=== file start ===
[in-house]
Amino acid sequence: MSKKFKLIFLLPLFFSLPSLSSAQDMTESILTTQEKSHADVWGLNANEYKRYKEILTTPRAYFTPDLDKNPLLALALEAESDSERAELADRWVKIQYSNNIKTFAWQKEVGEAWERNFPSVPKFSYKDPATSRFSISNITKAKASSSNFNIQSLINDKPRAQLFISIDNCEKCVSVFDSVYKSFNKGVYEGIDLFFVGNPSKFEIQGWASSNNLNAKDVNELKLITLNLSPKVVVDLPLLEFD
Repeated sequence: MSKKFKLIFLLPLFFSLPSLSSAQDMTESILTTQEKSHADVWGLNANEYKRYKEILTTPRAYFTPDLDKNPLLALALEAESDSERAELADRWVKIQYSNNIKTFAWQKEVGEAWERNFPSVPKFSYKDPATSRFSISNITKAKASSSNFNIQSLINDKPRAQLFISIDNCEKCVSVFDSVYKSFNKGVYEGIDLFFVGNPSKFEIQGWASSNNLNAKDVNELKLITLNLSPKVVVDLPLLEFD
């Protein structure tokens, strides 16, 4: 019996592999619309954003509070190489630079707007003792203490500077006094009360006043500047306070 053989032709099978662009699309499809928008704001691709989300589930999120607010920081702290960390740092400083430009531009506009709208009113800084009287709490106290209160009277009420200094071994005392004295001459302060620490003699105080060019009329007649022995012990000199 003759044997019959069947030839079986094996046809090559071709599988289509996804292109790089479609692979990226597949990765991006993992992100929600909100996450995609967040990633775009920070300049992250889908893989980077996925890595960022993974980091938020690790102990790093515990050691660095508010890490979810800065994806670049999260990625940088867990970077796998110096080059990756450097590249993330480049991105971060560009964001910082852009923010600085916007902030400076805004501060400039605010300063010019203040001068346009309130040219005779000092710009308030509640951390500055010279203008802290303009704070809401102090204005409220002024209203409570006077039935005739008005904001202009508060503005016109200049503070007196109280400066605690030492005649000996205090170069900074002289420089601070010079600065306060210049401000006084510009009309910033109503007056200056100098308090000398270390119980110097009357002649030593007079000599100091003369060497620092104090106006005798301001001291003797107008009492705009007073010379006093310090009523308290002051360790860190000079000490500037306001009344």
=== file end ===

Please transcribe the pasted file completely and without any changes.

[in-house]
Amino acid sequence: MSKKFKLIFLLPLFFSLPSLSSAQDMTESILTTQEKSHADVWGLNANEYKRYKEILTTPRAYFTPDLDKNPLLALALEAESDSERAELADRWVKIQYSNNIKTFAWQKEVGEAWERNFPSVPKFSYKDPATSRFSISNITKAKASSSNFNIQSLINDKPRAQLFISIDNCEKCVSVFDSVYKSFNKGVYEGIDLFFVGNPSKFEIQGWASSNNLNAKDVNELKLITLNLSPKVVVDLPLLEFD
Repeated sequence: MSKKFKLIFLLPLFFSLPSLSSAQDMTESILTTQEKSHADVWGLNANEYKRYKEILTTPRAYFTPDLDKNPLLALALEAESDSERAELADRWVKIQYSNNIKTFAWQKEVGEAWERNFPSVPKFSYKDPATSRFSISNITKAKASSSNFNIQSLINDKPRAQLFISIDNCEKCVSVFDSVYKSFNKGVYEGIDLFFVGNPSKFEIQGWASSNNLNAKDVNELKLITLNLSPKVVVDLPLLEFD
């Protein structure tokens, strides 16, 4: 019996592999619309954003509070190489630079707007003792203490500077006094009360006043500047306070 053989032709099978662009699309499809928008704001691709989300589930999120607010920081702290960390740092400083430009531009506009709208009113800084009287709490106290209160009277009420200094071994005392004295001459302060620490003699105080060019009329007649022995012990000199 003759044997019959069947030839079986094996046809090559071709599988289509996804292109790089479609692979990226597949990765991006993992992100929600909100996450995609967040990633775009920070300049992250889908893989980077996925890595960022993974980091938020690790102990790093515990050691660095508010890490979810800065994806670049999260990625940088867990970077796998110096080059990756450097590249993330480049991105971060560009964001910082852009923010600085916007902030400076805004501060400039605010300063010019203040001068346009309130040219005779000092710009308030509640951390500055010279203008802290303009704070809401102090204005409220002024209203409570006077039935005739008005904001202009508060503005016109200049503070007196109280400066605690030492005649000996205090170069900074002289420089601070010079600065306060210049401000006084510009009309910033109503007056200056100098308090000398270390119980110097009357002649030593007079000599100091003369060497620092104090106006005798301001001291003797107008009492705009007073010379006093310090009523308290002051360790860190000079000490500037306001009344």